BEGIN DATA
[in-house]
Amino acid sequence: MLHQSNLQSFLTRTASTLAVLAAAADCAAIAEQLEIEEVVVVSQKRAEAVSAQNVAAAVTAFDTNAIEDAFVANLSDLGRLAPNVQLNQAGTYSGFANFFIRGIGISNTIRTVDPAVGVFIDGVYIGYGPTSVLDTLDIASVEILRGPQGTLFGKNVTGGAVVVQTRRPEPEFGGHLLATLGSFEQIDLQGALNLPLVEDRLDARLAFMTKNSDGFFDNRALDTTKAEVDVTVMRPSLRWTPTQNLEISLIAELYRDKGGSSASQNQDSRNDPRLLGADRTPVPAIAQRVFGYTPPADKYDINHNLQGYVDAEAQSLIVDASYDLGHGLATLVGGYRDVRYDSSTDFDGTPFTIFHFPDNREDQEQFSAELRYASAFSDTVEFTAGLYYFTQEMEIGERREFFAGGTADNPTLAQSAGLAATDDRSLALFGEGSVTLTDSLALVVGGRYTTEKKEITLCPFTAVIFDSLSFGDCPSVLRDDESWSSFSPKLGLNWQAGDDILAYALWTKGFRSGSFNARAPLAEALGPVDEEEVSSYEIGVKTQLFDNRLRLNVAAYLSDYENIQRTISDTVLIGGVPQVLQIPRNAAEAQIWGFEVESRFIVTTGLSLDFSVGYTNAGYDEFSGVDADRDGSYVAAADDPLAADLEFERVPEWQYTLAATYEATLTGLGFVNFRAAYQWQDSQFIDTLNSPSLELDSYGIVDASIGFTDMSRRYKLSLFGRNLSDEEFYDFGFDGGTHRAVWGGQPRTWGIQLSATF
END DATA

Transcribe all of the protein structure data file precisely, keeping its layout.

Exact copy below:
[in-house]
Amino acid sequence: MLHQSNLQSFLTRTASTLAVLAAAADCAAIAEQLEIEEVVVVSQKRAEAVSAQNVAAAVTAFDTNAIEDAFVANLSDLGRLAPNVQLNQAGTYSGFANFFIRGIGISNTIRTVDPAVGVFIDGVYIGYGPTSVLDTLDIASVEILRGPQGTLFGKNVTGGAVVVQTRRPEPEFGGHLLATLGSFEQIDLQGALNLPLVEDRLDARLAFMTKNSDGFFDNRALDTTKAEVDVTVMRPSLRWTPTQNLEISLIAELYRDKGGSSASQNQDSRNDPRLLGADRTPVPAIAQRVFGYTPPADKYDINHNLQGYVDAEAQSLIVDASYDLGHGLATLVGGYRDVRYDSSTDFDGTPFTIFHFPDNREDQEQFSAELRYASAFSDTVEFTAGLYYFTQEMEIGERREFFAGGTADNPTLAQSAGLAATDDRSLALFGEGSVTLTDSLALVVGGRYTTEKKEITLCPFTAVIFDSLSFGDCPSVLRDDESWSSFSPKLGLNWQAGDDILAYALWTKGFRSGSFNARAPLAEALGPVDEEEVSSYEIGVKTQLFDNRLRLNVAAYLSDYENIQRTISDTVLIGGVPQVLQIPRNAAEAQIWGFEVESRFIVTTGLSLDFSVGYTNAGYDEFSGVDADRDGSYVAAADDPLAADLEFERVPEWQYTLAATYEATLTGLGFVNFRAAYQWQDSQFIDTLNSPSLELDSYGIVDASIGFTDMSRRYKLSLFGRNLSDEEFYDFGFDGGTHRAVWGGQPRTWGIQLSATF